BCS recently sought and received a 5-year renewal of its county charter a year earlier than required. This means that for the next five years, BCS will answer only to the SCCBOE, and remain unaccountable to LASD voters and taxpayers. Accordingly, LASD will remain on guard for the possibility of facilities (and other) conflicts with BCS. BCS facilities arrangements have been repeatedly litigated over the years and may be again in the future, and private (non-public) meetings of the LASD Board of Trustees to discuss legal matters, such as expected or active litigation are routine. If the BCS board ever decides to bring suit against LASD over facilities again, Raschke’s BCS relationship could be a real complication if she were a member of the LASD Board.
Now a few words (or more) about campaign messaging.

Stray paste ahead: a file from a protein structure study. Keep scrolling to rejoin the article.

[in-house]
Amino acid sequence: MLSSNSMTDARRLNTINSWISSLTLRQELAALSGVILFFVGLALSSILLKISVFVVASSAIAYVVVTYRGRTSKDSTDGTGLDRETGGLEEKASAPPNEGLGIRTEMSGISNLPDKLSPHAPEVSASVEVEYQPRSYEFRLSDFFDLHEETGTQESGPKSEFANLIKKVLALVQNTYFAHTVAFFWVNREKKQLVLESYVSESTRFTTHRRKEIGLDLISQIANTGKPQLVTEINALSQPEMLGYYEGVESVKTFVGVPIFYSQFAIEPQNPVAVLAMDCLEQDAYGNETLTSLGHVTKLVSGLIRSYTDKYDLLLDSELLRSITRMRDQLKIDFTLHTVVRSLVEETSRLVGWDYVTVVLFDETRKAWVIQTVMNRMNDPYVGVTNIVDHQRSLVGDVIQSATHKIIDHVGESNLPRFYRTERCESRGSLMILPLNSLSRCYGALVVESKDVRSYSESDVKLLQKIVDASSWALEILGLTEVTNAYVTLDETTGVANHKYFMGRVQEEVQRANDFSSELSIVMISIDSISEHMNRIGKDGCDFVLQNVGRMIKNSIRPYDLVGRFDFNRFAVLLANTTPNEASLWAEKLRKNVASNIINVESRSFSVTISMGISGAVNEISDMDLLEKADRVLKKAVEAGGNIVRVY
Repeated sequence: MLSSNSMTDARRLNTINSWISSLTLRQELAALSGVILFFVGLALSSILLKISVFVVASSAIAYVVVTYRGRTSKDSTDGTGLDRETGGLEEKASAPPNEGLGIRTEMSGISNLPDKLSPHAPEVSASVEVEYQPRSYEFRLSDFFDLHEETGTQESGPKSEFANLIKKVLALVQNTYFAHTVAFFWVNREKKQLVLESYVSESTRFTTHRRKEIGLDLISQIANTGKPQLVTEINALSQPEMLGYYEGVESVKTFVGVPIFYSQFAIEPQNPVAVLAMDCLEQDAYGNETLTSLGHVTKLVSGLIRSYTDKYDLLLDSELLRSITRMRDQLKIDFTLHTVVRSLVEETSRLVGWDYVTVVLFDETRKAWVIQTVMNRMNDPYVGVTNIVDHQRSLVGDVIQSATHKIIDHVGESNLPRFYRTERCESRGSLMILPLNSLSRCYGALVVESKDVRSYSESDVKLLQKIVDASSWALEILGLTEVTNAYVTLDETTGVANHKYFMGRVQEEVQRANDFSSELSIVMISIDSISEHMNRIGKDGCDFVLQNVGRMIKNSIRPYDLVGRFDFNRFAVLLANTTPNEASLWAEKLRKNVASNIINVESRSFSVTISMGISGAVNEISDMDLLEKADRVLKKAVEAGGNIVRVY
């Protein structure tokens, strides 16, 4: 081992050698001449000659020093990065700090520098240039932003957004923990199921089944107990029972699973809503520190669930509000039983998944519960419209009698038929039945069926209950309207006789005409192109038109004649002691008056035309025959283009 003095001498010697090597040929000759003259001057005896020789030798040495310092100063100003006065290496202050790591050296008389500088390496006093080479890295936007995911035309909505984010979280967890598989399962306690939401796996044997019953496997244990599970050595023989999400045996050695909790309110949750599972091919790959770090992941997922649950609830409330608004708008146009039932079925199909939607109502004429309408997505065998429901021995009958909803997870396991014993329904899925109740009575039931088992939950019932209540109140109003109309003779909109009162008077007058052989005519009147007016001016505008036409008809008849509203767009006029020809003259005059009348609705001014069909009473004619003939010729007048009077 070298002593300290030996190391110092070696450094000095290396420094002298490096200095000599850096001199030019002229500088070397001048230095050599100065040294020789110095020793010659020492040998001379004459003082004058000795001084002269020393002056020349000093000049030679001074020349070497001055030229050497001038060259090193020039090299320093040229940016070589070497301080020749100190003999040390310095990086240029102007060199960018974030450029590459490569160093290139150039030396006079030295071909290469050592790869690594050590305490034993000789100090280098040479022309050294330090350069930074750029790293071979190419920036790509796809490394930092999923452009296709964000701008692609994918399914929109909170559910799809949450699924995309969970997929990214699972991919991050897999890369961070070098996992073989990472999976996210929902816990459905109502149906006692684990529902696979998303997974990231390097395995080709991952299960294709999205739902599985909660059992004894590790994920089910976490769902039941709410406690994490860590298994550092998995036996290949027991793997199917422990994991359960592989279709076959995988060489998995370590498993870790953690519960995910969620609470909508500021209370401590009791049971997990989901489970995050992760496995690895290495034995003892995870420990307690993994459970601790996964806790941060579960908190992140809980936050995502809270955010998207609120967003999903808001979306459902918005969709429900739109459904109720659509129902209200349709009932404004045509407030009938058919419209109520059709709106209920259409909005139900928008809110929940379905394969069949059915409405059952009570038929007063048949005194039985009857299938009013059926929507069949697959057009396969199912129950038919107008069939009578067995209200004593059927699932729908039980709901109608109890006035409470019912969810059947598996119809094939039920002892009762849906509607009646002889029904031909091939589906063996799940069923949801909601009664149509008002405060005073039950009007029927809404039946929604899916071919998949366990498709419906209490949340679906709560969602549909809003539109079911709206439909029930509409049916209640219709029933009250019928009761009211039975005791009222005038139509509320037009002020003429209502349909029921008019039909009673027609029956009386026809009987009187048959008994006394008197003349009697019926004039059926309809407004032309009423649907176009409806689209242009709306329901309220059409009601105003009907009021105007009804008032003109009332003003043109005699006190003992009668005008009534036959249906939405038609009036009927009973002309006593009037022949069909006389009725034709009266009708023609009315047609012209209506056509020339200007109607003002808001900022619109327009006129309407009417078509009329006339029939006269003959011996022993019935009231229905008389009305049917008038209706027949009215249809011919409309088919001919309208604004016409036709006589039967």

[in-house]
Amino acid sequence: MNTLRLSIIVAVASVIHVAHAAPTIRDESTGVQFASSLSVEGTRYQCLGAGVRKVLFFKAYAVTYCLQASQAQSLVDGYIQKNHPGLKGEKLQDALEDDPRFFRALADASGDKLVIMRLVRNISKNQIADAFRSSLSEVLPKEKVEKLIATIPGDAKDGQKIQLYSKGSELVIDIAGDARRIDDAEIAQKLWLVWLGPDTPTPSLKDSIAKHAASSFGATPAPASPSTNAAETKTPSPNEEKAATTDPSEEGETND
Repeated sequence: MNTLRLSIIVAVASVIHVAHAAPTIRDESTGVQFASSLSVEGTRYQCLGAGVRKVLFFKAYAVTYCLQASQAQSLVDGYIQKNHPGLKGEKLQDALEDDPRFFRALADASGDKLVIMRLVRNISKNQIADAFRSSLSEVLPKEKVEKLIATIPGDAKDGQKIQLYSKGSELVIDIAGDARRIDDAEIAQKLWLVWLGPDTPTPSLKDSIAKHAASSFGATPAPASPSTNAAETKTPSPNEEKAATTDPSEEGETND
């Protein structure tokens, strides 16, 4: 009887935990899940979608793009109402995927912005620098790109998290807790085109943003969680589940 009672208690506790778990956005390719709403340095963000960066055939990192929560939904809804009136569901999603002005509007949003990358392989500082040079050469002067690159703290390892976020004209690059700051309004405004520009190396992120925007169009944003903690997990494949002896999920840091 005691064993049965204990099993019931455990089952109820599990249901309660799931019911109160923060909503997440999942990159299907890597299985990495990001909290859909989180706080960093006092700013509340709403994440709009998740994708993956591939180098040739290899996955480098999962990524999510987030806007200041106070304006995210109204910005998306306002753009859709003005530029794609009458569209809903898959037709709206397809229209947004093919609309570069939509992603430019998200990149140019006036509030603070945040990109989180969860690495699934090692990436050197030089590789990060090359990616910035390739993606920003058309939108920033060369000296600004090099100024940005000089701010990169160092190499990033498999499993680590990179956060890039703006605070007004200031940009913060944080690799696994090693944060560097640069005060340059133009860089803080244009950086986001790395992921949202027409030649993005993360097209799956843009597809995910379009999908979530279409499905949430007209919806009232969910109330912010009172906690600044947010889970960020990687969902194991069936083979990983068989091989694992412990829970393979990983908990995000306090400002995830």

The language candidates use in their campaign matters a lot, and in some cases needs to be parsed. Because campaigns aim to persuade, sometimes the truth can be, shall we say, camouflaged. For example, the word “district” and the acronym “LASD” are used by campaigns, and understood by voters, to mean specific things, and sometimes multiple things. These terms may be used differently by candidates in subtle ways. In the context of our public schools, we’ve had a clear dichotomy between “charter” and “district” since Bullis Charter School was founded.
In conversation, in the media, in the courtroom and in political races, “LASD” has meant “district,” in contrast to “BCS,” which has meant “charter.” When a candidate writes or speaks about being a “district parent” or an “LASD parent” most people, most voters will understand that to mean that their kids currently (or formerly) attended one of LASD’s elementary or middle schools, not the charter school. A “BCS parent” is someone whose kids attend BCS. Simple.